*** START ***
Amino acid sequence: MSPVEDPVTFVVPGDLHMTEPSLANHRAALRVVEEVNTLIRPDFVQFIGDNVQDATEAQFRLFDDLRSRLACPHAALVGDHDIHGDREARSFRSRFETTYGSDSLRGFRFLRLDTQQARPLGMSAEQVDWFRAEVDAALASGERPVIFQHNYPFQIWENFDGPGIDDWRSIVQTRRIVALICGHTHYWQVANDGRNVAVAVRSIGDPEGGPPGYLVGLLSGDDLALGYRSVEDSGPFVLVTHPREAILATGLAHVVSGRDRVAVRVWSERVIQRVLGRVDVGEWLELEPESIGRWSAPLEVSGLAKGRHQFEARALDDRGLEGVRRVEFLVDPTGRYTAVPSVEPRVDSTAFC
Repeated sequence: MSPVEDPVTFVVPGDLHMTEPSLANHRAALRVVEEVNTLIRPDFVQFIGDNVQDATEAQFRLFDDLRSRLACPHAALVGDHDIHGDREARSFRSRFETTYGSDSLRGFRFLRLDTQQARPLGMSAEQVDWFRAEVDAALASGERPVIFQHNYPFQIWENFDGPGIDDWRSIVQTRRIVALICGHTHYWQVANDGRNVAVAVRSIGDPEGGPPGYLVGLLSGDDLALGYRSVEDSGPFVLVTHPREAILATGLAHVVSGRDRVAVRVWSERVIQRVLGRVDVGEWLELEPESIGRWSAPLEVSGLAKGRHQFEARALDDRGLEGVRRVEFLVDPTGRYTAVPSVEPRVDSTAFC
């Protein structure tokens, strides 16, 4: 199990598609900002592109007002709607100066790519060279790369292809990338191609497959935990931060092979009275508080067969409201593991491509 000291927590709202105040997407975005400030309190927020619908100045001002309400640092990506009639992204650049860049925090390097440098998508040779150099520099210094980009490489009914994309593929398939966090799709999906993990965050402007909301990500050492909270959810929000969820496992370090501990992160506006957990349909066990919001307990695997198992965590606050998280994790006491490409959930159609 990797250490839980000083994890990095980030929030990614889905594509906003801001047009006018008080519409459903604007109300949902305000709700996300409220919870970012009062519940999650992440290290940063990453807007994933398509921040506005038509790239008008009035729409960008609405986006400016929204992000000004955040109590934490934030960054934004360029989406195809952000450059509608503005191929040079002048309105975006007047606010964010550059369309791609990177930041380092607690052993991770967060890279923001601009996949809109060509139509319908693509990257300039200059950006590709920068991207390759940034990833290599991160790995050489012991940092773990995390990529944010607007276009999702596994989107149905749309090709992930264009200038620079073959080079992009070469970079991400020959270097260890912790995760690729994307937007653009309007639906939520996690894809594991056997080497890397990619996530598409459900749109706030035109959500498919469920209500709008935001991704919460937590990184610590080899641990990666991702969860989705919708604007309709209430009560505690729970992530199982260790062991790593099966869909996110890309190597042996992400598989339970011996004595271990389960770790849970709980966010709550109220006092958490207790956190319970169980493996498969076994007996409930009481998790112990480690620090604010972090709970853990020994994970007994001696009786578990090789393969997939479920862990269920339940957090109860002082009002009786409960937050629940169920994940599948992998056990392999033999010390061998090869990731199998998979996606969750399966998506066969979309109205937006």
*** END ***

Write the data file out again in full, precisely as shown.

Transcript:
Amino acid sequence: MSPVEDPVTFVVPGDLHMTEPSLANHRAALRVVEEVNTLIRPDFVQFIGDNVQDATEAQFRLFDDLRSRLACPHAALVGDHDIHGDREARSFRSRFETTYGSDSLRGFRFLRLDTQQARPLGMSAEQVDWFRAEVDAALASGERPVIFQHNYPFQIWENFDGPGIDDWRSIVQTRRIVALICGHTHYWQVANDGRNVAVAVRSIGDPEGGPPGYLVGLLSGDDLALGYRSVEDSGPFVLVTHPREAILATGLAHVVSGRDRVAVRVWSERVIQRVLGRVDVGEWLELEPESIGRWSAPLEVSGLAKGRHQFEARALDDRGLEGVRRVEFLVDPTGRYTAVPSVEPRVDSTAFC
Repeated sequence: MSPVEDPVTFVVPGDLHMTEPSLANHRAALRVVEEVNTLIRPDFVQFIGDNVQDATEAQFRLFDDLRSRLACPHAALVGDHDIHGDREARSFRSRFETTYGSDSLRGFRFLRLDTQQARPLGMSAEQVDWFRAEVDAALASGERPVIFQHNYPFQIWENFDGPGIDDWRSIVQTRRIVALICGHTHYWQVANDGRNVAVAVRSIGDPEGGPPGYLVGLLSGDDLALGYRSVEDSGPFVLVTHPREAILATGLAHVVSGRDRVAVRVWSERVIQRVLGRVDVGEWLELEPESIGRWSAPLEVSGLAKGRHQFEARALDDRGLEGVRRVEFLVDPTGRYTAVPSVEPRVDSTAFC
């Protein structure tokens, strides 16, 4: 199990598609900002592109007002709607100066790519060279790369292809990338191609497959935990931060092979009275508080067969409201593991491509 000291927590709202105040997407975005400030309190927020619908100045001002309400640092990506009639992204650049860049925090390097440098998508040779150099520099210094980009490489009914994309593929398939966090799709999906993990965050402007909301990500050492909270959810929000969820496992370090501990992160506006957990349909066990919001307990695997198992965590606050998280994790006491490409959930159609 990797250490839980000083994890990095980030929030990614889905594509906003801001047009006018008080519409459903604007109300949902305000709700996300409220919870970012009062519940999650992440290290940063990453807007994933398509921040506005038509790239008008009035729409960008609405986006400016929204992000000004955040109590934490934030960054934004360029989406195809952000450059509608503005191929040079002048309105975006007047606010964010550059369309791609990177930041380092607690052993991770967060890279923001601009996949809109060509139509319908693509990257300039200059950006590709920068991207390759940034990833290599991160790995050489012991940092773990995390990529944010607007276009999702596994989107149905749309090709992930264009200038620079073959080079992009070469970079991400020959270097260890912790995760690729994307937007653009309007639906939520996690894809594991056997080497890397990619996530598409459900749109706030035109959500498919469920209500709008935001991704919460937590990184610590080899641990990666991702969860989705919708604007309709209430009560505690729970992530199982260790062991790593099966869909996110890309190597042996992400598989339970011996004595271990389960770790849970709980966010709550109220006092958490207790956190319970169980493996498969076994007996409930009481998790112990480690620090604010972090709970853990020994994970007994001696009786578990090789393969997939479920862990269920339940957090109860002082009002009786409960937050629940169920994940599948992998056990392999033999010390061998090869990731199998998979996606969750399966998506066969979309109205937006």